Your scribe was as shocked as Mr. Londono to read that the latter's bail was set at $50,000. Fifty thousand dollars! One almost never sees a bond set that high in this Town. Here are some examples from today's paper:
11 counts of credit card theft, 11 counts of identity theft, 11 counts of forgery, and a bunch of other charges related to thefts and illegal use of credit cards: $10,000.
Smashing a woman's cell phone, shoving her into a car door, putting her in a headlock and choking off her air supply, and throwing her to the ground: $2,000.
Slamming a woman's car door on her hand, jamming her thumb in the door and breaking her nail while screaming obscenities at her on Greenwich Avenue: no bond at all - just a PTA (promise to appear).
It would seem to any disinterested observer that the Greenwich Police Department has a vendetta going against Mr. Londono. Fifty thousand dollars! Unbelievable!
What do the students at Greenwich High School think? The paper reports sit-ins in the student center where the incident took place, boycotting of classes, tee shirts supporting Mr. Londono, and a lot of emotional distress. One student, Meghan Kerwin, said, "If there is a gun or something, by all means protect us. When it's a water balloon, the circumstances do not call for a Taser."
Go to the head of the class, Meghan. You sure got that one right.
This Greenwich Gossip article received 5 comments:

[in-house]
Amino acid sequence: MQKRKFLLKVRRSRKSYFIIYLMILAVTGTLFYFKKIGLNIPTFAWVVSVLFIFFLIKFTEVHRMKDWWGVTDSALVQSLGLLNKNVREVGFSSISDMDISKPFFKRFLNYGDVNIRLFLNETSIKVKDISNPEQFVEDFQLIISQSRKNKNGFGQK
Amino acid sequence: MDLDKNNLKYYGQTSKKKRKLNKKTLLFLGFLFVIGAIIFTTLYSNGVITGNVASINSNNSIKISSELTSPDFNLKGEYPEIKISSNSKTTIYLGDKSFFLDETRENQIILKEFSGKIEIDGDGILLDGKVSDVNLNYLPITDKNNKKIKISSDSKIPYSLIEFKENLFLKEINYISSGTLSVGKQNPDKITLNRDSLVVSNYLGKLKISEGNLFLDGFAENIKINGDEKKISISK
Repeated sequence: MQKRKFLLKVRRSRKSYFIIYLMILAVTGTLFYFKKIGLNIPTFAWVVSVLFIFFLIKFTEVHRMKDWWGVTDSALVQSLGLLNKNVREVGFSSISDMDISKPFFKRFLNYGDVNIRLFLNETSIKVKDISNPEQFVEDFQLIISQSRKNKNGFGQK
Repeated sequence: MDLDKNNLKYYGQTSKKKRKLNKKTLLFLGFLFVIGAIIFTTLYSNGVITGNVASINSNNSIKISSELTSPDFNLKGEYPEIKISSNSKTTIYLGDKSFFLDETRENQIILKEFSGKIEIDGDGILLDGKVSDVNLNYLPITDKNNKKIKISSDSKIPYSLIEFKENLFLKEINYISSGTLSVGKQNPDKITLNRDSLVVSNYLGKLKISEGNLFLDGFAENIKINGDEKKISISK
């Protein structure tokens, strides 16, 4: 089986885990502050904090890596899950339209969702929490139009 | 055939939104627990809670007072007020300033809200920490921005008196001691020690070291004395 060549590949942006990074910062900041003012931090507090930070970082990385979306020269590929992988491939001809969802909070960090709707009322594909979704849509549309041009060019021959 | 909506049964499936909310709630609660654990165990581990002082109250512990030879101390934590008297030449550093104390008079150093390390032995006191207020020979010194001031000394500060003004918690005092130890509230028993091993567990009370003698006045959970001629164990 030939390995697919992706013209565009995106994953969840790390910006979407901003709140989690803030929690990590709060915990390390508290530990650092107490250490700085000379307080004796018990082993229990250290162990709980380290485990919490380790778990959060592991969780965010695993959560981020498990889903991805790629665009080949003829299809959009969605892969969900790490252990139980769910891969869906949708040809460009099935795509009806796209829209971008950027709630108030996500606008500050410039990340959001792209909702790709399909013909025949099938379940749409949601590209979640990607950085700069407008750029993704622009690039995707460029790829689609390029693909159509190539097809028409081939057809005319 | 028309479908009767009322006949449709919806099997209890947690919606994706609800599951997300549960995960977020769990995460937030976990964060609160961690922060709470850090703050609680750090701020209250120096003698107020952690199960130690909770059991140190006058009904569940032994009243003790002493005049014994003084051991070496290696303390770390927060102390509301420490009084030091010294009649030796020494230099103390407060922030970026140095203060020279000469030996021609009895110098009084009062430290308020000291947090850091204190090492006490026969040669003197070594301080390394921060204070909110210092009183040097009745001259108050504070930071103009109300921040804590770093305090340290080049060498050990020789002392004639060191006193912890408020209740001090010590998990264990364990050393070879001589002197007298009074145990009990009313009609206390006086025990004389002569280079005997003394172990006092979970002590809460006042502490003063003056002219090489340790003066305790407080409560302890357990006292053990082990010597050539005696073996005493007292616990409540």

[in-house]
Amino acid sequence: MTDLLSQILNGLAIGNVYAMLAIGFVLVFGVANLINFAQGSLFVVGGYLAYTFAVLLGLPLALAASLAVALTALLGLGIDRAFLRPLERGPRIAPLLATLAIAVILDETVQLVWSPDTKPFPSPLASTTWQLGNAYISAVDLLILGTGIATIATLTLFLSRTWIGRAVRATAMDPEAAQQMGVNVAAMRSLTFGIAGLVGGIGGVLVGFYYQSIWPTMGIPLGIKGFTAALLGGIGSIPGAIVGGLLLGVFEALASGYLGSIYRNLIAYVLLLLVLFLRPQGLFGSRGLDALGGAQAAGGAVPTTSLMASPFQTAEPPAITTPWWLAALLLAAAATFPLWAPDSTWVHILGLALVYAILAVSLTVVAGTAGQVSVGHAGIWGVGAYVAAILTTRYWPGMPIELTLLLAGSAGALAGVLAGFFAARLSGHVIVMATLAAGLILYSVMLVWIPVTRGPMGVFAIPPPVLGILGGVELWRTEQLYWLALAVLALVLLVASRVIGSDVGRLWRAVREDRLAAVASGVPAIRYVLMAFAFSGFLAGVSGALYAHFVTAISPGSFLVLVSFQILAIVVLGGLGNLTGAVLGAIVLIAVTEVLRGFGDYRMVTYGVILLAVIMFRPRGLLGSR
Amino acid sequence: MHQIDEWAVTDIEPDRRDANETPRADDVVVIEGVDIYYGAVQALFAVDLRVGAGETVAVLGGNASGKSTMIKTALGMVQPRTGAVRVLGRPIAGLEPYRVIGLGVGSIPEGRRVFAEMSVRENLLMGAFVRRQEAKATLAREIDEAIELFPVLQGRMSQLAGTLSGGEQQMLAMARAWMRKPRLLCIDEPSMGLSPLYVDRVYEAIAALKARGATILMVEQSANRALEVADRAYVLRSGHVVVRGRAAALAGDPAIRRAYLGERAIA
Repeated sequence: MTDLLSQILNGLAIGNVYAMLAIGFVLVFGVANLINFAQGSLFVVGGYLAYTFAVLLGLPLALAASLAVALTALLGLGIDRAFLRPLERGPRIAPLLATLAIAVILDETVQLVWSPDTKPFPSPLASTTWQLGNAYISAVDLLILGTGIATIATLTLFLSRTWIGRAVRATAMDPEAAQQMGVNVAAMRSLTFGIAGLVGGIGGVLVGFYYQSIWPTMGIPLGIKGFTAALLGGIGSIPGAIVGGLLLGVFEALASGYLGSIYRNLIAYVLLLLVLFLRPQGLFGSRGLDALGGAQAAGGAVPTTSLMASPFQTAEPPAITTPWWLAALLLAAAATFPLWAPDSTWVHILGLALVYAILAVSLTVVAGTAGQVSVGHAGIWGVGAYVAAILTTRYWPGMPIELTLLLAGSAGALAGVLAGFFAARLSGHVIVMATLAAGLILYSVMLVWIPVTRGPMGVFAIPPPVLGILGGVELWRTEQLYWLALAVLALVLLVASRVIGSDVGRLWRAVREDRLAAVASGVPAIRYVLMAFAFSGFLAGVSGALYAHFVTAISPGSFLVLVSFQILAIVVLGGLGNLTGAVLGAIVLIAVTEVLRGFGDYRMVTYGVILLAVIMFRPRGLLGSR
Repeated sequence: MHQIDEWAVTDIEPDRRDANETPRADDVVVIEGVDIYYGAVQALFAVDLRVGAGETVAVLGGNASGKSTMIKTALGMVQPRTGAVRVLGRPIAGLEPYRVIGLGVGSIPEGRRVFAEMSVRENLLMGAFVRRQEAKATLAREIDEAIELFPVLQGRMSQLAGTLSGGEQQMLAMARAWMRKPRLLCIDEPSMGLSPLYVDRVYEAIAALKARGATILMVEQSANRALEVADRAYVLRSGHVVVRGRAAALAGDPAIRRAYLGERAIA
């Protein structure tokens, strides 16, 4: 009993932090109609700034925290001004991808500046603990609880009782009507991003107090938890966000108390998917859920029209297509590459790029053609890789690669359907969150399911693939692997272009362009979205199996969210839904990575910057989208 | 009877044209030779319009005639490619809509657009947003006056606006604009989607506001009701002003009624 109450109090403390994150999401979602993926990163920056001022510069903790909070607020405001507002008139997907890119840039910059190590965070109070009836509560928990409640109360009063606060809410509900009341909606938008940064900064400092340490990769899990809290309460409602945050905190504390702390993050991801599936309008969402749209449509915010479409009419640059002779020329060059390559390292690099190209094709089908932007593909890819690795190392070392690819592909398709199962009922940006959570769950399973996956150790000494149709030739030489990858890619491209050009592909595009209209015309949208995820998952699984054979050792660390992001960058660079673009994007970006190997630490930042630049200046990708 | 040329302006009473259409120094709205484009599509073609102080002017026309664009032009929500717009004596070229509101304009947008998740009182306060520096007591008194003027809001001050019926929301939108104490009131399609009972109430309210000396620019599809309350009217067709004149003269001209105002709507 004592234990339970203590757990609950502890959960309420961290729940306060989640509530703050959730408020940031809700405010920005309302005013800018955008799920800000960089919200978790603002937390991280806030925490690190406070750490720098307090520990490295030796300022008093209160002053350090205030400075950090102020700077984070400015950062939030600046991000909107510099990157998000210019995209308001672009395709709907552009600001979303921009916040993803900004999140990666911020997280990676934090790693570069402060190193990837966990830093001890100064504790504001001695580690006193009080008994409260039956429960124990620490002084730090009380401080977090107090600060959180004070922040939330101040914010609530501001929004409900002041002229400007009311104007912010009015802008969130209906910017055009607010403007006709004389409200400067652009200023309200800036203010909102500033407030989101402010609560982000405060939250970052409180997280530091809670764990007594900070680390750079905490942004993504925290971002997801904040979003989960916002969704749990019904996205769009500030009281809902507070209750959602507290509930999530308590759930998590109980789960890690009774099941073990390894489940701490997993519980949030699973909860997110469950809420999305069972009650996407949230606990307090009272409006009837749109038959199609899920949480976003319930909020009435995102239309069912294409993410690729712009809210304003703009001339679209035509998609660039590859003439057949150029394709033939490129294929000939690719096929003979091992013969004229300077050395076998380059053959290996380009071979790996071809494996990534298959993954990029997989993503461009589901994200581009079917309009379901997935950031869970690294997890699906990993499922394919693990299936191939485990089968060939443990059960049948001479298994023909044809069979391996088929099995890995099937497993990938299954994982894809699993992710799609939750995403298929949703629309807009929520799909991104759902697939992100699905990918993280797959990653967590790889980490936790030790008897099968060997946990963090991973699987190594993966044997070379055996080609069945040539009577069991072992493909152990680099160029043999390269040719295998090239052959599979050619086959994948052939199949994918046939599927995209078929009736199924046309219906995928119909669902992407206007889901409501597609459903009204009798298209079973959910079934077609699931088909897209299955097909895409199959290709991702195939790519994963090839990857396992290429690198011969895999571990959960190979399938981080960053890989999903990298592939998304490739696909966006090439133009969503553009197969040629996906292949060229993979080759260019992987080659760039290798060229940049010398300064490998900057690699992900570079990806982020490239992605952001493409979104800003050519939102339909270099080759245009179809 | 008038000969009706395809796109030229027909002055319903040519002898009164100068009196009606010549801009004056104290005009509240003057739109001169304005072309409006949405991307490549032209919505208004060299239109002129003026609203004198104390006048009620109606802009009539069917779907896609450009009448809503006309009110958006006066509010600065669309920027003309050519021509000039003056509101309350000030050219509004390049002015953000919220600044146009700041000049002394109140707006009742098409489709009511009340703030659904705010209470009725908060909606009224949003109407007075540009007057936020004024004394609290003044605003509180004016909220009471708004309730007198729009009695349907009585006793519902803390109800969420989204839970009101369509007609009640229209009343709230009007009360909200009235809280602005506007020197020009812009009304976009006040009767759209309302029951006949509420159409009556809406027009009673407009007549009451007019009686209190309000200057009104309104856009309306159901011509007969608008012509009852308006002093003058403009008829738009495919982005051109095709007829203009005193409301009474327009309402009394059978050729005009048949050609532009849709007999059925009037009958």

Sarah Darer Littman said...
I have to say that the "don't Tase me bro" incident made me very glad that my son isn't attending Greenwich High, and rather nervous that daughter is scheduled to be there in only three years time.
AnonymousBob said...One of the problems with tasers is that they are marketed to police and security professionals as being "non-lethal", but in fact they can be very lethal in some circumstances, as various news stories from around the world have borne out, and the circumstances are not always predictable or identifiable. If security people are under the false impression that tasers can't kill people, they may be more apt to use them as something less than a "last resort", and more frequent taser use could mean more injuries and deaths. Personally, I have never heard of anyone dying from a good old-fashioned shoulder or arm lock. If the student had been directly threatening another person with physical harm, then I might be more inclined to let the tasering go, but I'm sure the chairs think nothing at all of the physical affront they "suffered".
Another problem that could arise in relation to taser injuries and death is that if criminals (or even regular people) come to understand that the taser could in fact kill them, there may be increased instances of people defending themselves more aggressively against taser-wielding police and security guards. Human Nature dictates that if I think that what you are about to do to me could kill me, I'm going to go to whatever lengths necessary to defend my life, most especially if I think that *you* are more likely to actually use the weapon because you believe it *won't* hurt me. I can only say that if *anyone* points a taser at me or my family, they had better have health and/or life insurance, because I'm going to treat them as if they were pointing a firearm, but with an overly-itchy trigger-finger. And I wouldn't blame anyone else for doing the same.